Another ongoing area of improvement is how to stub synchronous calls to other internal services. For integration tests this isn’t really an issue, since we want to make sure the platform as a whole works as expected. However, this makes local/unit tests more complex than they should be whenever a Lambda function calls another API: the called service has to be deployed and running on the developer’s account, and there’s some environment fiddling to get the same behavior as what happens in staging or production. And sometimes tests fail due to incorrect behavior in the called service, which is not always easy to track down in the logs. To resolve these issues, we’ve started to mock internal services so that we can have more isolated unit tests.

Our testing methodology is still a work in progress. The set-up outlined above worked really well when we had small APIs and they were mostly independent. It still holds up well for isolated or loosely coupled services; but as our platform grows and our services become more interconnected, we’re facing new challenges and reviewing how to best handle our unit and integration tests.


CloudTrail logs
This is what searching through CloudTrail logs feels like (Photo by Glen Noble on Unsplash)

Logging is like chocolate: when it is good, it is very, very good; and when it is bad, it is better than nothing. Yes, this is a shameless reboot of a saying originally about documentation and, well… not chocolate.

Logging is very straightforward in Lambda. You can use the standard logging library, or even just print to stdout, and the logs will end up in AWS’ logging solution Cloudwatch. Unfortunately, Cloudwatch falls in the “better than nothing” category, and comes reeeeally close to the “better off without it” tier. I won’t explain why Cloudwatch is not ideal to explore logs, especially when you have a lot of Lambda functions. If you’ve used it, you know why. And if you haven’t used it… Lucky you, I guess.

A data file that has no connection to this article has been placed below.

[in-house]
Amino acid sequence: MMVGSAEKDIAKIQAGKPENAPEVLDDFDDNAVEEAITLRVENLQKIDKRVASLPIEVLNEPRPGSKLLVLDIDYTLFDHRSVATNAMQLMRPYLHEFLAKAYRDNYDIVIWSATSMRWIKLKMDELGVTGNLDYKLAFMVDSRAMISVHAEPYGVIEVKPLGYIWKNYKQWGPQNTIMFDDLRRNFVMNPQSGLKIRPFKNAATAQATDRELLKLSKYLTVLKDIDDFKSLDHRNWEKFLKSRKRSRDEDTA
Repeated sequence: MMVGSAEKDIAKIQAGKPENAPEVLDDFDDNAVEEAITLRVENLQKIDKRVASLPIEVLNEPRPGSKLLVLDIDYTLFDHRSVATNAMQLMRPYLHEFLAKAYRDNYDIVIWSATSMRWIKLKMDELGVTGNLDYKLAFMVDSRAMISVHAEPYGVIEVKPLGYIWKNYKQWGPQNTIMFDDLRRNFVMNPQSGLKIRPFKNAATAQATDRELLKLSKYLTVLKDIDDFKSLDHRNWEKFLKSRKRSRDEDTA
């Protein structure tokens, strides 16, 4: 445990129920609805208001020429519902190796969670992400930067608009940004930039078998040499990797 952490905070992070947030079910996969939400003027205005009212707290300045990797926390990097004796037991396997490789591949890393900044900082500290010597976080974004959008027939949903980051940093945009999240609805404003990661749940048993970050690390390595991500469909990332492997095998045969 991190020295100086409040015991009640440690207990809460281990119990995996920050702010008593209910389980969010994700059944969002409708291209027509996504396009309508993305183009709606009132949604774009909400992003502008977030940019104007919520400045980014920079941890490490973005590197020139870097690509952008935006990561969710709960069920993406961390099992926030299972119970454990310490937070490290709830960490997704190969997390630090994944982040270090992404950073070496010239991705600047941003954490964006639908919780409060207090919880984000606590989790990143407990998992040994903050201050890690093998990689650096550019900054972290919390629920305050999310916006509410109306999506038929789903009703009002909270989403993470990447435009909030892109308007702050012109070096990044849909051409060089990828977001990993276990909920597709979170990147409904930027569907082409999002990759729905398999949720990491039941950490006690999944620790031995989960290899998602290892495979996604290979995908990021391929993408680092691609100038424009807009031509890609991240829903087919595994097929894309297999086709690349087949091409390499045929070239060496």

Our first approach to more robust log exploration was to deploy an ELK stack. This is very simple to do with the ELK service provided by Amazon. However, this solution had a few issues for us: it’s not managed; you have to add and manage your own authentication if you don’t want the world to read your logs; and it’s ridiculously easy to over-provision — when we tried it, the default template spun up 4 extra-large VMs (in each of our environments), leading to an invoice where our biggest spend was on *logging* 🤦‍♂️(leading, in turn, to adding billing alarms to our account).

Enter Datadog

We took a look at different logging/monitoring services and settled on Datadog. Datadog provides monitoring and alerting features which are well integrated with AWS, and since early 2018 has added log management to its features. This allows us to have a comprehensive monitoring dashboard and access to all of our logs in the same place.

We export our logs to Datadog using the standard log forwarding mechanism (a special Lambda function triggered by all Cloudwatch events). Our Lambda functions follow the naming convention <stage>-<API name>-<Lambda function name>-<stack ID>: adding a simple pattern matching rule to the ingestion pipeline automatically gives us filters on all these attributes. With the full-text search and temporal filters provided out of the box by Datadog, we can explore our logs to our heart’s content.